The ultimate nest architects

The nesting season is well underway for a host of avian species as we progress ever further into spring. One bird in particular that I’ve enjoyed spending time watching recently as they’ve busied about constructing their nests is the superb Long-tailed Tit.

Looking like a shuttlecock with wings, these excitable little 9-gram birds spend the winter foraging in tightly-knit family parties of between 8 and 20 members, associating with a mix of crests, tits and warblers in classic woodland feeding parties. Suffering high mortality in harsh overwinter conditions, these family groups will cluster together on cold nights in a communal roost, which greatly reduces their heat loss and thus conserves precious energy.  Come early spring (as early as January in some places) the mature breeding pairs will often peel off these flocks and head to their territories to set about the task of raising a family.

320A5886-2
a long-tailed tit gathering some lichen – one of some 6000 pieces it may collect over the course of a couple of weeks to create its work of art

Long-tailed Tits are renowned for their nests – and with good reason too! They take the art of nest building to a level unsurpassed by many common British songbirds. The domed structure often resides in a tangle of scrub, such as bramble or hawthorn, or perhaps in the fork of a young tree obscured by fresh leafy growth. The initial building process can take three weeks to complete, and yet later in the spring can be achieved in just a few days – mostly as a result of milder ambient conditions, and so a reduced need to insulate the nest so effectively.

320A7102
they’re just the cutest really, aren’t they?

The nest itself is a true work of art: the basis of the structure is an amalgamation of moss delicately interwoven with spider’s silk and hair. These ingredients, with the addition of feathers, can surpass 6000 fragments in a single nest! Hundreds of miniature bits of foliose lichen (particularly of the species Parmotrema perlatum) are stripped from nearby branches and stuck to the outside as means of camouflage, whilst other fragments and hair sprigs of moss are used almost like velcro to hold the whole ball together. The whole mis-mash of ingredients are essentially piled together with some dexterity, and the cup within is created by the birds periodically sitting inside and simply shuffling around to mould the centre into the correct size and shape. Eventually the sides are built to an appropriate height, and one edge is teased over to create a domed roof, before being affixed with more lichen and spider’s silk.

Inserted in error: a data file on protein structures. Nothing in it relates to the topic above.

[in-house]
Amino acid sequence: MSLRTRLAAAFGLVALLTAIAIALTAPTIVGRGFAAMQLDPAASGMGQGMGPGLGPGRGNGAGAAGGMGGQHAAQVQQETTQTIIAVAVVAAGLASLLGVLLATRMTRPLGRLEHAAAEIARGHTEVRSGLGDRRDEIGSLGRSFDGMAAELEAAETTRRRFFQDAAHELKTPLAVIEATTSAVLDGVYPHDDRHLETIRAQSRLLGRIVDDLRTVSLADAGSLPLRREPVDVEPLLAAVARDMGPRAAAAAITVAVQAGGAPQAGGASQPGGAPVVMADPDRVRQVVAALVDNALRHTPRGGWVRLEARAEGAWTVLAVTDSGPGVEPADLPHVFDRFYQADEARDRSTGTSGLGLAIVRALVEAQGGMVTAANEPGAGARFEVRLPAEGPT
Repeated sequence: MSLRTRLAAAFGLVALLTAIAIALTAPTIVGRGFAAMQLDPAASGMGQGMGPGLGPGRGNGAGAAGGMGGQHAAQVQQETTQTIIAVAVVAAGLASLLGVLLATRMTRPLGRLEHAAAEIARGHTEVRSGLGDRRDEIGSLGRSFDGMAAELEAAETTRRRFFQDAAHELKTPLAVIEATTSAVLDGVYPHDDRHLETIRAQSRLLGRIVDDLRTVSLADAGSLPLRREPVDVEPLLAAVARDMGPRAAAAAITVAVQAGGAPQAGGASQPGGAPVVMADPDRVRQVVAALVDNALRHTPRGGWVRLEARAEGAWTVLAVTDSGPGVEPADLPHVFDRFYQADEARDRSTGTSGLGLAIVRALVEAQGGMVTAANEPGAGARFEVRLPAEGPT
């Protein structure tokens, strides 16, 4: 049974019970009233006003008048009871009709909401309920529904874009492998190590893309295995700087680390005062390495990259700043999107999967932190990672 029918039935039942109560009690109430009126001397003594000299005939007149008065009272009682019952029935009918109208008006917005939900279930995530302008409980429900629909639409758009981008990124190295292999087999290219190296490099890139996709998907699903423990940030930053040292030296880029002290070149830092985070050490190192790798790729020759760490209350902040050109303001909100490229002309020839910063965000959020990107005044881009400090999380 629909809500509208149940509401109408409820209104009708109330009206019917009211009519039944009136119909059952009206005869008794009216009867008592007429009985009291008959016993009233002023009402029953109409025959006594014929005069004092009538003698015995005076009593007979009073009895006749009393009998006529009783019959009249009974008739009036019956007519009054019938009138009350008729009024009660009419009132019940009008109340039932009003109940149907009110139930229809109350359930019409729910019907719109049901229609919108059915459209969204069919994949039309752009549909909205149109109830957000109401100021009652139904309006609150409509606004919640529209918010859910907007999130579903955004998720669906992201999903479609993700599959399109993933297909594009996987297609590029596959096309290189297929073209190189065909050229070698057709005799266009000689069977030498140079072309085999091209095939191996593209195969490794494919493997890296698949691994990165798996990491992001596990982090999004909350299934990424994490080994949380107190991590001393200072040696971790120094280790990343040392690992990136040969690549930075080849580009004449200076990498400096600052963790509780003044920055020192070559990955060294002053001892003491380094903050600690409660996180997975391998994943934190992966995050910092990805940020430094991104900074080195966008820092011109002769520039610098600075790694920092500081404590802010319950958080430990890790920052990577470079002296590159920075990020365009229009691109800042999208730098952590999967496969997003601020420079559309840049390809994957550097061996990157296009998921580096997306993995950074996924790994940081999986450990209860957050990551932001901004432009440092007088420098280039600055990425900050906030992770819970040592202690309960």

20170327_145912

20170327_145912-2
A couple of shot of one of the long-tailed tit nests I’ve been watching daily as they’ve been constructed. The outer layer is almost entirely composed of small pieces of foliose lichen, which have small, stiff hairs on the underside to act like velcro

Once the nest walls have been sufficiently plastered with lichen, and the oval dome secured in place, the next stage of construction is (as with any house), populating its interior. And this is where Long-tailed Tits really do go the extra mile: over 2600 feathers are used to adorn the cup lining of their nests, which must provide an enormously comfortable pad on which to incubate their clutch of eight eggs. Feathers account for roughly 40% of the total mass of Long-tailed Tit’s nests, although this varies through the season. Studies have shown that pairs will gradually decrease the feather lining of their nest as the spring wears on, countering increasing ambient temperatures. Essentially, this means they are able to gauge the temperature inside their nest, and adjust the nest insulation meticulously to ensure that eggs and chicks are kept at the optimum temperature throughout their upbringing!